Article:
“[Sadat] was definitely better than Mubarak, thousands of times better,” Zomor said. “[Sadat] wasn’t a tyrant, in that he did love his people. We didn’t hear that he stole the people’s money. But during [Mubarak’s] legacy the country was robbed very badly and the results you can see today.  The results are frightening. I couldn’t imagine the amount of corruption that was present in the society. I was completely surprised [by the corruption], as much as I’m surprised that I’m out of prison,” he said.

Abbud al-Zomor (C), a member of Egypt's Islamic Jihad who was jailed over the 1981 assassination of president Anwar Sadat, stands next to soldiers during a demonstration to call for the release of Egyptian cleric Sheikh Omar Abdel Rahman in front of the U.S. embassy in Cairo on April 21, 2011. Abdel-Rahman, was jailed for life in January 1996 for his role in terrorist attacks, including blowing up the World Trade Center in New York in February 1993. AFP PHOTO / KHALED DESOUKI (Photo credit should read KHALED DESOUKI/AFP/Getty Images)Khaled Desouki / AFP


Many Egyptians are equally surprised Zomor is out of jail. But Egypt’s populist, chaotic, democratic, largely peaceful, but sometimes violent and still unfinished revolution has been nothing if not surprising.

Zomor was one of the founders of the Islamic Jihad group, along with Egyptian physician Ayman al-Zawahiri. Zawahiri was also imprisoned in connection with Sadat’s assassination, but was released after he won an appeal.

Zawahiri: ‘a good personality’
Zawahiri took command of the Islamic Jihad group after he was released from prison – replacing Zomor was Zawahiri’s first big promotion in the world of jihad. Zawahiri recently got another promotion – he took over the leadership of al-Qaida after the CIA and U.S. special operations commandos killed Osama bin Laden in Pakistan.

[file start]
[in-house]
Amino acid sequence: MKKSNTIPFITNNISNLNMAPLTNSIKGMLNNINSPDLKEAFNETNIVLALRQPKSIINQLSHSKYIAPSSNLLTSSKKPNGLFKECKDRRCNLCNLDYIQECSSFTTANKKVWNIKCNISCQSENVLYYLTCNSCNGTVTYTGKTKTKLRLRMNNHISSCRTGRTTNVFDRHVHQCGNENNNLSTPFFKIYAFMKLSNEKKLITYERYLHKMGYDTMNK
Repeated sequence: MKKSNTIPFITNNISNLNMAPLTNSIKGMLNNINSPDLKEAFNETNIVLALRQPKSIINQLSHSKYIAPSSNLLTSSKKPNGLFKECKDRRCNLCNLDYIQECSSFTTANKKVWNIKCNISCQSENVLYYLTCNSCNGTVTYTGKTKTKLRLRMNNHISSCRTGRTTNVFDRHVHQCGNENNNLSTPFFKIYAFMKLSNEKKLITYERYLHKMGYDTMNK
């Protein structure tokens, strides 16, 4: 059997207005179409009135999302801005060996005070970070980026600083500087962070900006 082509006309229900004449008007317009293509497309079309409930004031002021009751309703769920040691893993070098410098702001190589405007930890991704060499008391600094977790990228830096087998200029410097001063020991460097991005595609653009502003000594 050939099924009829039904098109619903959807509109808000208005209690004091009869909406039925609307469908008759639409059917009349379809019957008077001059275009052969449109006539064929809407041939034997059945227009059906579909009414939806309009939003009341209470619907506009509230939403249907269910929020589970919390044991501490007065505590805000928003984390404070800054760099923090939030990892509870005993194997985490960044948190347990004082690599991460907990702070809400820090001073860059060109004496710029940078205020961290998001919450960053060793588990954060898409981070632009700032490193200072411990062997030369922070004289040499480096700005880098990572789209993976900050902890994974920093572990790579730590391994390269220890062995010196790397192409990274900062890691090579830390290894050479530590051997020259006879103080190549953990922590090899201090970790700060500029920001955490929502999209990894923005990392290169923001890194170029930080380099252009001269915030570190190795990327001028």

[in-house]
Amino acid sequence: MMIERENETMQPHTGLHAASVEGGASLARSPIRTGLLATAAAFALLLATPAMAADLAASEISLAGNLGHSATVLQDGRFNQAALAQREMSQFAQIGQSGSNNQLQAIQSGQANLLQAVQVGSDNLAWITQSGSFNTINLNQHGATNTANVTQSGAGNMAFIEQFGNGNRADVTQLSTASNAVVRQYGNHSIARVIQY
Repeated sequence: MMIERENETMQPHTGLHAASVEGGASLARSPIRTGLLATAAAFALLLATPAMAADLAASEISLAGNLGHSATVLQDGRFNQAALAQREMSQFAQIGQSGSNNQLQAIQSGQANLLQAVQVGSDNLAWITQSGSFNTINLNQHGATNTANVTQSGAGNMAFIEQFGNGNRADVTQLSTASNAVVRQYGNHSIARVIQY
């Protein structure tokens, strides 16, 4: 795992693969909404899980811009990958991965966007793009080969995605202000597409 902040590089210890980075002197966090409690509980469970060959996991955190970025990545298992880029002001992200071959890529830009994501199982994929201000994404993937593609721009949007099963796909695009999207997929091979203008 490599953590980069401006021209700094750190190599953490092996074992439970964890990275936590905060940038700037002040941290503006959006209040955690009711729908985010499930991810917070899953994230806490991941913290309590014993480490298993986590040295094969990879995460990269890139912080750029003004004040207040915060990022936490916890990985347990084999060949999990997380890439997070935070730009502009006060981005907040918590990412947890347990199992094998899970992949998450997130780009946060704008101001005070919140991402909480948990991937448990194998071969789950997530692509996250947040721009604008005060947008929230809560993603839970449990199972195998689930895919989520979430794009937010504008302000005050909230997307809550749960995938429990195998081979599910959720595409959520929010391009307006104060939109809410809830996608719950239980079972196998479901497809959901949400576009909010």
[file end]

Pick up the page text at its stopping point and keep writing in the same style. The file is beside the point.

“I lived with [Zawahiri] for three years in prison. He’s a rare personality and a good personality,” Zomor said. 

I asked Zomor how he expects al-Qaida to change under Zawahiri’s leadership. How does Zawahiri differ from bin Laden?

“There are differences. Bin Laden is leaning toward the humanitarian side, the emotional side, and the religious side, not the organization... Ayman al Zawahiri is more organized and a leader. He leads organizations, not just one. He has big abilities. I know him closely and I lived with him three years in prison and he helped me in a number of ways, with negotiations with the administration, solving internal problems, and dealing with trials in my absence.  He took over some of the leading roles that I left to him,” Zomor said.

Why was Sadat targeted?
Our conversation then returned to Sadat.  I wanted to know what motivated him and the other plotters to kill the Egyptian president.  Was it the peace deal with Israel, or something else?

“Was Sadat killed because he wanted a deal with Israel, was that the only reason?” I asked.

“This was not the only point, this point [the peace deal], preceded [the assassination] by two years. He made that deal and no one killed him or planned to,” Zomor said. 

“The decision [to kill Sadat] was based on a number of factors together. The first issue was the issue of sharia [Islamic law], that he was standing against sharia, against its implementation and application. This was the primary reason that this regime must be removed. The second issue was that [Sadat] broke into the people’s rights with the idea of tyranny. He dissolved the people’s assembly [parliament] that had a few opposition figures – not more than could be counted on the fingers of one hand – he removed them because they opposed the peace agreement and it’s everyone’s right to have a point of view... But he was a tyrant, and he dissolved and he cheated and he made his party the one in control and running everything. The third issue is that Egypt reached such levels of tyranny that he attacked the Islamic movements. We were confronted aggressively,” Zomor said.